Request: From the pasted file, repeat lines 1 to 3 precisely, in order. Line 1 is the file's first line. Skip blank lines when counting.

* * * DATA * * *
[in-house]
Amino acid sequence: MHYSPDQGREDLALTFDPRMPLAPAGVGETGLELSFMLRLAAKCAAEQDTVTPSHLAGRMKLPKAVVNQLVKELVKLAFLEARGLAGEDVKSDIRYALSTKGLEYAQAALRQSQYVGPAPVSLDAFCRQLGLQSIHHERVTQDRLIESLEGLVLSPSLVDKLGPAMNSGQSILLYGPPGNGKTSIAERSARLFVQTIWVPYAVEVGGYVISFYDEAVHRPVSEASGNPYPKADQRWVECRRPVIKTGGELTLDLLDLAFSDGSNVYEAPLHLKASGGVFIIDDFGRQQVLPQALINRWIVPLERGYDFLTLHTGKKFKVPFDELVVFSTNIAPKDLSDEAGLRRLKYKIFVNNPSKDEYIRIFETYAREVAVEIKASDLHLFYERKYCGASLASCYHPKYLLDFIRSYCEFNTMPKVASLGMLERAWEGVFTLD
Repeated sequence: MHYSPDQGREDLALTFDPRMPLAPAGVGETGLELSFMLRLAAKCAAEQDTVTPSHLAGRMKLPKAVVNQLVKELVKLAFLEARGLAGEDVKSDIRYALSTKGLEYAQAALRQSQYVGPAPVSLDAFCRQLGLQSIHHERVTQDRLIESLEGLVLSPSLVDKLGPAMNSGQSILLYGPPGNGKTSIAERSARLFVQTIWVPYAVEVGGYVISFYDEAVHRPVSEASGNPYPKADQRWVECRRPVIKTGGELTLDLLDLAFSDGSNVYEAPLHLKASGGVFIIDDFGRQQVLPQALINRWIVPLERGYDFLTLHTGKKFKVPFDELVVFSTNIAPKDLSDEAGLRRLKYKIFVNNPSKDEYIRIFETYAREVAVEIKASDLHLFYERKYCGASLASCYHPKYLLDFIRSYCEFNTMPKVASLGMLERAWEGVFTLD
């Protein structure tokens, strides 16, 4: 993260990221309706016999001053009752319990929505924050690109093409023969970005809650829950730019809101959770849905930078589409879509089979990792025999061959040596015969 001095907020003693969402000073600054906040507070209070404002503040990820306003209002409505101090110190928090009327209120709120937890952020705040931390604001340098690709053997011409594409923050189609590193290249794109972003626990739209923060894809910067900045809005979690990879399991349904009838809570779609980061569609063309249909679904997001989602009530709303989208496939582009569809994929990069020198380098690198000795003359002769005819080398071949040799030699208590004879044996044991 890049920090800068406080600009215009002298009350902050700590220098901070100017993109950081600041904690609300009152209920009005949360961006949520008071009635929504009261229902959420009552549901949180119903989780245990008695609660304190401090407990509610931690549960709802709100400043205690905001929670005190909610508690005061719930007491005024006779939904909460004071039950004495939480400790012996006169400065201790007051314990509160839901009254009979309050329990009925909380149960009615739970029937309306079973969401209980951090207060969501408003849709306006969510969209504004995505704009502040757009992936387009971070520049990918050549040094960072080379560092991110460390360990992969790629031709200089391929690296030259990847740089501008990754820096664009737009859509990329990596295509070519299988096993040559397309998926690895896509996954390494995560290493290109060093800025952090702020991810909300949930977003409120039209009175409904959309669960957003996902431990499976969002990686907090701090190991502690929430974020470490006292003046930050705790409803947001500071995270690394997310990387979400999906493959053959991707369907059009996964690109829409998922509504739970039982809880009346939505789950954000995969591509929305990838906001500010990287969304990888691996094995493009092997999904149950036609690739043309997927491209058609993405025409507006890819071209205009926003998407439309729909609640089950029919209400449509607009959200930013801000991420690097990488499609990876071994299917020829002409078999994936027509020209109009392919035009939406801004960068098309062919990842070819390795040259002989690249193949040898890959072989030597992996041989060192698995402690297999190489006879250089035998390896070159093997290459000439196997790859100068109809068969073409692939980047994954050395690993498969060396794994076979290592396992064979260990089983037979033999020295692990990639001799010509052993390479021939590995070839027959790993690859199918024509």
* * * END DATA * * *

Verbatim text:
[in-house]
Amino acid sequence: MHYSPDQGREDLALTFDPRMPLAPAGVGETGLELSFMLRLAAKCAAEQDTVTPSHLAGRMKLPKAVVNQLVKELVKLAFLEARGLAGEDVKSDIRYALSTKGLEYAQAALRQSQYVGPAPVSLDAFCRQLGLQSIHHERVTQDRLIESLEGLVLSPSLVDKLGPAMNSGQSILLYGPPGNGKTSIAERSARLFVQTIWVPYAVEVGGYVISFYDEAVHRPVSEASGNPYPKADQRWVECRRPVIKTGGELTLDLLDLAFSDGSNVYEAPLHLKASGGVFIIDDFGRQQVLPQALINRWIVPLERGYDFLTLHTGKKFKVPFDELVVFSTNIAPKDLSDEAGLRRLKYKIFVNNPSKDEYIRIFETYAREVAVEIKASDLHLFYERKYCGASLASCYHPKYLLDFIRSYCEFNTMPKVASLGMLERAWEGVFTLD
Repeated sequence: MHYSPDQGREDLALTFDPRMPLAPAGVGETGLELSFMLRLAAKCAAEQDTVTPSHLAGRMKLPKAVVNQLVKELVKLAFLEARGLAGEDVKSDIRYALSTKGLEYAQAALRQSQYVGPAPVSLDAFCRQLGLQSIHHERVTQDRLIESLEGLVLSPSLVDKLGPAMNSGQSILLYGPPGNGKTSIAERSARLFVQTIWVPYAVEVGGYVISFYDEAVHRPVSEASGNPYPKADQRWVECRRPVIKTGGELTLDLLDLAFSDGSNVYEAPLHLKASGGVFIIDDFGRQQVLPQALINRWIVPLERGYDFLTLHTGKKFKVPFDELVVFSTNIAPKDLSDEAGLRRLKYKIFVNNPSKDEYIRIFETYAREVAVEIKASDLHLFYERKYCGASLASCYHPKYLLDFIRSYCEFNTMPKVASLGMLERAWEGVFTLD